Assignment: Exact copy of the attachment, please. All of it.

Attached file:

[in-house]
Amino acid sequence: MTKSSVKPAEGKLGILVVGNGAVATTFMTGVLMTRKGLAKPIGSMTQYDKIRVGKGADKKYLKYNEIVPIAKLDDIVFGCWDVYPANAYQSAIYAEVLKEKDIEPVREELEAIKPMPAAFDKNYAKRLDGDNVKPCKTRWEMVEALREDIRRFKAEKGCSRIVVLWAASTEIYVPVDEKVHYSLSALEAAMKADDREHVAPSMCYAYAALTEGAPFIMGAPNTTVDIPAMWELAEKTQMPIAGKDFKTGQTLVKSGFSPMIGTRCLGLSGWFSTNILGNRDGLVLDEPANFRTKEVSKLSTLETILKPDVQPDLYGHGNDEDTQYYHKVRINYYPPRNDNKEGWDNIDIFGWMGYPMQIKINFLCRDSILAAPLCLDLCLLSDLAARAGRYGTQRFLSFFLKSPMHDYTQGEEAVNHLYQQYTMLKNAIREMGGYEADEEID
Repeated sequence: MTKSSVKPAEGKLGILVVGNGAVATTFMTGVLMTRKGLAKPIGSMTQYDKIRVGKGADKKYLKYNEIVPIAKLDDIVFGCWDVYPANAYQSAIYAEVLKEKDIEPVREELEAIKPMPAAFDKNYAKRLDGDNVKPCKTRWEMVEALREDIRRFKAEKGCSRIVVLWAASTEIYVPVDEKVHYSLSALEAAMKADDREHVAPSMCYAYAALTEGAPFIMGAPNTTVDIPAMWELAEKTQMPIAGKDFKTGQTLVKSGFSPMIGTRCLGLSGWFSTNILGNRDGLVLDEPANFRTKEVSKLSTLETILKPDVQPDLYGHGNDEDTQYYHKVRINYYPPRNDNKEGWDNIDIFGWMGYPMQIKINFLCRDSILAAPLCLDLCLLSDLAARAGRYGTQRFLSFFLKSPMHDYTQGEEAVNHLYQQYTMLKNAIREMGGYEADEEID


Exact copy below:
[in-house]
Amino acid sequence: MTKSSVKPAEGKLGILVVGNGAVATTFMTGVLMTRKGLAKPIGSMTQYDKIRVGKGADKKYLKYNEIVPIAKLDDIVFGCWDVYPANAYQSAIYAEVLKEKDIEPVREELEAIKPMPAAFDKNYAKRLDGDNVKPCKTRWEMVEALREDIRRFKAEKGCSRIVVLWAASTEIYVPVDEKVHYSLSALEAAMKADDREHVAPSMCYAYAALTEGAPFIMGAPNTTVDIPAMWELAEKTQMPIAGKDFKTGQTLVKSGFSPMIGTRCLGLSGWFSTNILGNRDGLVLDEPANFRTKEVSKLSTLETILKPDVQPDLYGHGNDEDTQYYHKVRINYYPPRNDNKEGWDNIDIFGWMGYPMQIKINFLCRDSILAAPLCLDLCLLSDLAARAGRYGTQRFLSFFLKSPMHDYTQGEEAVNHLYQQYTMLKNAIREMGGYEADEEID
Repeated sequence: MTKSSVKPAEGKLGILVVGNGAVATTFMTGVLMTRKGLAKPIGSMTQYDKIRVGKGADKKYLKYNEIVPIAKLDDIVFGCWDVYPANAYQSAIYAEVLKEKDIEPVREELEAIKPMPAAFDKNYAKRLDGDNVKPCKTRWEMVEALREDIRRFKAEKGCSRIVVLWAASTEIYVPVDEKVHYSLSALEAAMKADDREHVAPSMCYAYAALTEGAPFIMGAPNTTVDIPAMWELAEKTQMPIAGKDFKTGQTLVKSGFSPMIGTRCLGLSGWFSTNILGNRDGLVLDEPANFRTKEVSKLSTLETILKPDVQPDLYGHGNDEDTQYYHKVRINYYPPRNDNKEGWDNIDIFGWMGYPMQIKINFLCRDSILAAPLCLDLCLLSDLAARAGRYGTQRFLSFFLKSPMHDYTQGEEAVNHLYQQYTMLKNAIREMGGYEADEEID